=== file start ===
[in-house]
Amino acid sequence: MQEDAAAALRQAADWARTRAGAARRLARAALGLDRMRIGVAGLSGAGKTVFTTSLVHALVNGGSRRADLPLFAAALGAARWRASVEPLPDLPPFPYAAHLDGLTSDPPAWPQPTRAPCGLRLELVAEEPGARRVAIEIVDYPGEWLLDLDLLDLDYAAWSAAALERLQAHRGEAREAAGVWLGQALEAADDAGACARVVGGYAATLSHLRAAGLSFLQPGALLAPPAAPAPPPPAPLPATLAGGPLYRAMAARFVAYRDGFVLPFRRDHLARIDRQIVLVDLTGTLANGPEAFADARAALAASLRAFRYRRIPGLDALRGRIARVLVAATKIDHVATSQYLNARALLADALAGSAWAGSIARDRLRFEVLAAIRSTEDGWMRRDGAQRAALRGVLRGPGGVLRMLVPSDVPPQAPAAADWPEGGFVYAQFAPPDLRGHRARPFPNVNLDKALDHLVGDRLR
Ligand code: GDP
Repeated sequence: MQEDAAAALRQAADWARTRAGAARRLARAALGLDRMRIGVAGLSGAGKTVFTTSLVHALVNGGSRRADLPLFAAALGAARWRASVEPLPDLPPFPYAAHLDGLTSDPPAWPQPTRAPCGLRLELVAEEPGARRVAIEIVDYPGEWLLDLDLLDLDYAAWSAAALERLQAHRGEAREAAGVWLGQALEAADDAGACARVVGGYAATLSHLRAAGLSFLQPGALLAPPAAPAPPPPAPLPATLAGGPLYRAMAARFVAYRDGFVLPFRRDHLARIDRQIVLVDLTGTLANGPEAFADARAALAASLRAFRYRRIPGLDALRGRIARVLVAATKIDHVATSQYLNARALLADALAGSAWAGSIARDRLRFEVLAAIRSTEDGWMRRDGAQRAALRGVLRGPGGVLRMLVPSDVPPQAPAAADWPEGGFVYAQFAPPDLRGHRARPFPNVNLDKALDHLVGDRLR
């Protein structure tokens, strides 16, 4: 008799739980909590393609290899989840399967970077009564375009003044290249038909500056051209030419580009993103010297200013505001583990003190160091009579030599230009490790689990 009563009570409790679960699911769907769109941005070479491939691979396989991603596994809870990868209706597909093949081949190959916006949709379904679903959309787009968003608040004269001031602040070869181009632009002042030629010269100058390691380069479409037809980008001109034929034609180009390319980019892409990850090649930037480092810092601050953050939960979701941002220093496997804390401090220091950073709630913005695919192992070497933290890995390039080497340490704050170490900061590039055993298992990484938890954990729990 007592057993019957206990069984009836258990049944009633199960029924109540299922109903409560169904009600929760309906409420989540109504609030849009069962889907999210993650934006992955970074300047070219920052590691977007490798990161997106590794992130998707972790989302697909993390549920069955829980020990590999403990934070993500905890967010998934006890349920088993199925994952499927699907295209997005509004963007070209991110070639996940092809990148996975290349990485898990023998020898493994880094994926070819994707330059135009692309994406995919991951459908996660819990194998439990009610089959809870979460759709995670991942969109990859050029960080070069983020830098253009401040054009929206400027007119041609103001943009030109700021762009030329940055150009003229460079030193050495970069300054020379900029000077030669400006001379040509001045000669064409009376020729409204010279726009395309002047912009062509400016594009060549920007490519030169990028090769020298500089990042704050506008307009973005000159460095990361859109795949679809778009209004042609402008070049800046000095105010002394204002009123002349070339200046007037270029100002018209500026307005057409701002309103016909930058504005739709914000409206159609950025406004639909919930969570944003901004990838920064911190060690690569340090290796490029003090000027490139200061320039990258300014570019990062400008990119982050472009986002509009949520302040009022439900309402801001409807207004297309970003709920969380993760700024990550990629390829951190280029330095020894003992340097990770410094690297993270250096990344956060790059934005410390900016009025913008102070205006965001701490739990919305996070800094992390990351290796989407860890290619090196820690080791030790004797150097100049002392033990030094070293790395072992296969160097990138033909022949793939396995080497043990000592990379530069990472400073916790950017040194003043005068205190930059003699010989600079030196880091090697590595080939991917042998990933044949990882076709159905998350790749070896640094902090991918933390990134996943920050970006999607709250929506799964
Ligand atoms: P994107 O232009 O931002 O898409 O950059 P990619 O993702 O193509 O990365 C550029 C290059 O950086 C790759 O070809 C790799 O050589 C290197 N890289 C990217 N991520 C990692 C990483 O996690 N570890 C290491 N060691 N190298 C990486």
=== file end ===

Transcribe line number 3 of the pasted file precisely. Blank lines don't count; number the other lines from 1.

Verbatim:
Ligand code: GDP